Tech Tip #62: Installing a Hot Water Heater

Dr. Diesel
Written by Dr. Diesel


Helpful tip on installing a hot water heater

This Foley Tech Tip discusses utilizing heat from engine exhaust. While this energy could be used for many applications such as space heating or seawater distillation, this Tech Tip focuses on powering a hot water heater. It is one of a series of Tech Tips we publish. Your comments are welcome.

If you have a fresh water-cooled engine you may be able to capture 20% of the heat dissipated to the cooling system at full load. Unfortunately, it is not possible to capture heat from raw water or air-cooled engines by this method. The diagram below shows a Perkins engine with the locations of the flow and return connections.

Keep the following points in mind when designing and installing a water heater:

  • Check your engine manual for maximum permissible water flow rate and minimum and maximum recommended water flow pressure.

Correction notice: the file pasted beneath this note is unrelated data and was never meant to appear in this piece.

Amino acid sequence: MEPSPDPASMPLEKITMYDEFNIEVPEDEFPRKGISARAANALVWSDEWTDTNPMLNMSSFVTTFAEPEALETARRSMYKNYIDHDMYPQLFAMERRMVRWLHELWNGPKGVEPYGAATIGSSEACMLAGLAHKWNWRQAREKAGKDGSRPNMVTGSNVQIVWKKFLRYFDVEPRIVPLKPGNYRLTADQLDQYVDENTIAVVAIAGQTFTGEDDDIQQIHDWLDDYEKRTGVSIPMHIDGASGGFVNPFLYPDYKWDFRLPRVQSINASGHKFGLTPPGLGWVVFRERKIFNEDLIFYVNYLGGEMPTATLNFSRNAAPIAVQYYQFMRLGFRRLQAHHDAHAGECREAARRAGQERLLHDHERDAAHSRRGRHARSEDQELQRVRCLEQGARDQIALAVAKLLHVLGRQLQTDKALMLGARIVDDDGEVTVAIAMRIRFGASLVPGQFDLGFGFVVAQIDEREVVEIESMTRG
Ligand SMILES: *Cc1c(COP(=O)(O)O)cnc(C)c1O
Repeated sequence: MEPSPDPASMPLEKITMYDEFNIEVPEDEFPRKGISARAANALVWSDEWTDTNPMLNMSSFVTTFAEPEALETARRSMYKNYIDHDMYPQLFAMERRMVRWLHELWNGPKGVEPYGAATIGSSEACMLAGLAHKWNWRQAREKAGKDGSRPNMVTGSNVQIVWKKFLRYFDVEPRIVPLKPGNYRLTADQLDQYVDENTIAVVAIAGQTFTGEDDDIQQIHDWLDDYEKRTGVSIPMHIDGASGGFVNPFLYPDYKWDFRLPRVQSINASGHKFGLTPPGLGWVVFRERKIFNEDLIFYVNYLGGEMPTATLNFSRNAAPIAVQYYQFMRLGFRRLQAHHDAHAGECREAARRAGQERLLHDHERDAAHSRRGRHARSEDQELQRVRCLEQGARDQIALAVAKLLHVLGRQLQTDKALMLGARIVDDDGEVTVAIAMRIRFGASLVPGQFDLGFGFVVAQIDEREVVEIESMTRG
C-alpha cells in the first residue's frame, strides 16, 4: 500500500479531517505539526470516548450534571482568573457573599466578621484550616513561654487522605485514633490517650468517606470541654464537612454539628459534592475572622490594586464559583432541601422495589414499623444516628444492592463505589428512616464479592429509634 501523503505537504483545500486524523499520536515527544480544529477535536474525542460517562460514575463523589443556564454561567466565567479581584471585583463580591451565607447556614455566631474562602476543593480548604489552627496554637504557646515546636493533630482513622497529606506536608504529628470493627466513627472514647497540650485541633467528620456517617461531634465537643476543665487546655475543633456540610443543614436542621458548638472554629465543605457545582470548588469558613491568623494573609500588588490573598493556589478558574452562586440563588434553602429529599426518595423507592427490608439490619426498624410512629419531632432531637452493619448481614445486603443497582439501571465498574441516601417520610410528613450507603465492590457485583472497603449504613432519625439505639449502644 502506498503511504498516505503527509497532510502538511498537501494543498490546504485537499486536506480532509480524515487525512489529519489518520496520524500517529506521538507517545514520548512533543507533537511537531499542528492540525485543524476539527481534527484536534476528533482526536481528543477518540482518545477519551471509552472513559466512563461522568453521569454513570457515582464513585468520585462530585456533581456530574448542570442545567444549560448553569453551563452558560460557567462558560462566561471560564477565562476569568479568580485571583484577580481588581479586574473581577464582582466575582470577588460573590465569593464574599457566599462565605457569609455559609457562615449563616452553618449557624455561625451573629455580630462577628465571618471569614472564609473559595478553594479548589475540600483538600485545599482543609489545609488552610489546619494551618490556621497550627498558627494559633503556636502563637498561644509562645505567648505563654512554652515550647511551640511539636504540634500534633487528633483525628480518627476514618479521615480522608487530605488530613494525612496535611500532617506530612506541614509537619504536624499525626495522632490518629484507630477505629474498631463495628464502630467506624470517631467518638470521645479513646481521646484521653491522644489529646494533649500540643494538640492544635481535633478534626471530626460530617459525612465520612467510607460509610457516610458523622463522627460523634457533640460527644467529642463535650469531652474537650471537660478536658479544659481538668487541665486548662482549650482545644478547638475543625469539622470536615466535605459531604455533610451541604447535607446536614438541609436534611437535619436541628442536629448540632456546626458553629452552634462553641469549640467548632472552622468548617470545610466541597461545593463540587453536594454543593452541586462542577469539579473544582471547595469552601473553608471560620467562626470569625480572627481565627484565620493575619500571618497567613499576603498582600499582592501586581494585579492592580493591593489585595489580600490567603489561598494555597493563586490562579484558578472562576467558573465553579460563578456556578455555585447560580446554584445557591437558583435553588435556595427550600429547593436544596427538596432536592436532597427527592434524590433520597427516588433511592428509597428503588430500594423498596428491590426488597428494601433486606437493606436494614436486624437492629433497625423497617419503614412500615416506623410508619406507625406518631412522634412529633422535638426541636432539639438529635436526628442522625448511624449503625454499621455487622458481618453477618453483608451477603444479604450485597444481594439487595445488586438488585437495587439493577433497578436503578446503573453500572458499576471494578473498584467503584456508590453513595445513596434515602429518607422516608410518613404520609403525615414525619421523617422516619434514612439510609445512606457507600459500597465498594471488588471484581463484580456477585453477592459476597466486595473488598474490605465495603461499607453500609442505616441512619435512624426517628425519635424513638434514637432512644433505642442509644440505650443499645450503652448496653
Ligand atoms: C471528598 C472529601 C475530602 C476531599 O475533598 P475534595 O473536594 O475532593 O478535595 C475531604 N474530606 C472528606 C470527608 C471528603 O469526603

• The highest part of the hot water heater should be below the header tank’s coolant level to avoid air locking.
  • Piping should be supported to prevent damage from vibrations. If the engine is flexibly mounted then flexible connections should be used.
  • Pipes should be as short as possible with as few bends as possible.
  • A drain cock should be installed at the lowest point of the system. Shutoff cocks should be installed in the flow and return pipes to isolate the system in the event of a leak.
  • The coolant should flow upward through the heater. If the coil in the hot water heater is mounted horizontally extra care should be taken to ensure that all air has been vented.
  • Always make sure your coolant level is adequate.

While you are plumbing your new hot water heater it is a good idea to renew your water circulating pump, belt, thermostat and hoses. Foley Engines now has crankshaft and water pump pulleys with extra grooves suitable for a high-output alternator or other upgrades. See Foley  Tech Tip #’s 38 and 64 on pulleys, and Tech Tip #’s 52, 42, and 91 on alternators.


Dr. Diesel
Written by Dr. Diesel
Knowledge is power. Power to build ties to engine users. To build a relationship with our customers, we share with you our 105 years of knowledge in many ways. We have this special section called “Ask Dr. Diesel™” where you can pose questions about engines, transmissions, industrial hand clutches, exhaust scrubbers, etc.